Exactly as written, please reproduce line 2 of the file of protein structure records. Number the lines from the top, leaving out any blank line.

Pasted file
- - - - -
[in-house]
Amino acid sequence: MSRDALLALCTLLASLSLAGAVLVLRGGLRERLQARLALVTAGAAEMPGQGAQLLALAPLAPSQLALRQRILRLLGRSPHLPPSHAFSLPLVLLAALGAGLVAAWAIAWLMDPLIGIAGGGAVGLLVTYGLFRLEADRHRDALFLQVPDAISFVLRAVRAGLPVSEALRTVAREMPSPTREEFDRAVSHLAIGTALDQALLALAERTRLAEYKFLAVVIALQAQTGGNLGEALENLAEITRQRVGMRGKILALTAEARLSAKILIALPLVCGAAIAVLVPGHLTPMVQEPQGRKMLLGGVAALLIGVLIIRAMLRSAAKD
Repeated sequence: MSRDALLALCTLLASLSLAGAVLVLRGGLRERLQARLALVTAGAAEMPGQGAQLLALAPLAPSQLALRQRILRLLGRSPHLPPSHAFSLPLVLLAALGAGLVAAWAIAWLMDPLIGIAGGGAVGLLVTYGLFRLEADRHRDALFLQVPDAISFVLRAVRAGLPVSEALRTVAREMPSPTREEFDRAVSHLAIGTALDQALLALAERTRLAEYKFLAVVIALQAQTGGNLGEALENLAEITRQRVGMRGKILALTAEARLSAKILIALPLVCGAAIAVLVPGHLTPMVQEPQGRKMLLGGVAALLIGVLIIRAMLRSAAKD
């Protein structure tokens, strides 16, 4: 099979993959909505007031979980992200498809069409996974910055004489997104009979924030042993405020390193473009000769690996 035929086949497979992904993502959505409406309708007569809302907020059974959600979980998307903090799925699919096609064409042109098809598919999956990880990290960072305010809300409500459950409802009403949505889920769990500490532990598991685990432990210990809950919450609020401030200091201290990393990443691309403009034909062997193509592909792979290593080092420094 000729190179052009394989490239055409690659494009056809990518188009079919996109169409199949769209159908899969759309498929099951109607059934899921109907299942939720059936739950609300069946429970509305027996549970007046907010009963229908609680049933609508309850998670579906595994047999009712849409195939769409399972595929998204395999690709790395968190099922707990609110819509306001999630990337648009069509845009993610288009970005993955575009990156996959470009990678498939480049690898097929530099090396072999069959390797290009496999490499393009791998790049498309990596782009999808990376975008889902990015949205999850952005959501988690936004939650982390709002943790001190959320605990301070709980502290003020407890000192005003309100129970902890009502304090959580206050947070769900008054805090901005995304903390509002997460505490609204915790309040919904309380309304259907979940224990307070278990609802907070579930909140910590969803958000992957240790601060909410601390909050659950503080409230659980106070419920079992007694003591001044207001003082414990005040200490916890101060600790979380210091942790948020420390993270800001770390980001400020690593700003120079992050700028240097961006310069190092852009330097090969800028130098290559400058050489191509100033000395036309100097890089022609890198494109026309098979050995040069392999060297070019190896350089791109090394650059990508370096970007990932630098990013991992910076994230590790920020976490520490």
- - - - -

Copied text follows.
Amino acid sequence: MSRDALLALCTLLASLSLAGAVLVLRGGLRERLQARLALVTAGAAEMPGQGAQLLALAPLAPSQLALRQRILRLLGRSPHLPPSHAFSLPLVLLAALGAGLVAAWAIAWLMDPLIGIAGGGAVGLLVTYGLFRLEADRHRDALFLQVPDAISFVLRAVRAGLPVSEALRTVAREMPSPTREEFDRAVSHLAIGTALDQALLALAERTRLAEYKFLAVVIALQAQTGGNLGEALENLAEITRQRVGMRGKILALTAEARLSAKILIALPLVCGAAIAVLVPGHLTPMVQEPQGRKMLLGGVAALLIGVLIIRAMLRSAAKD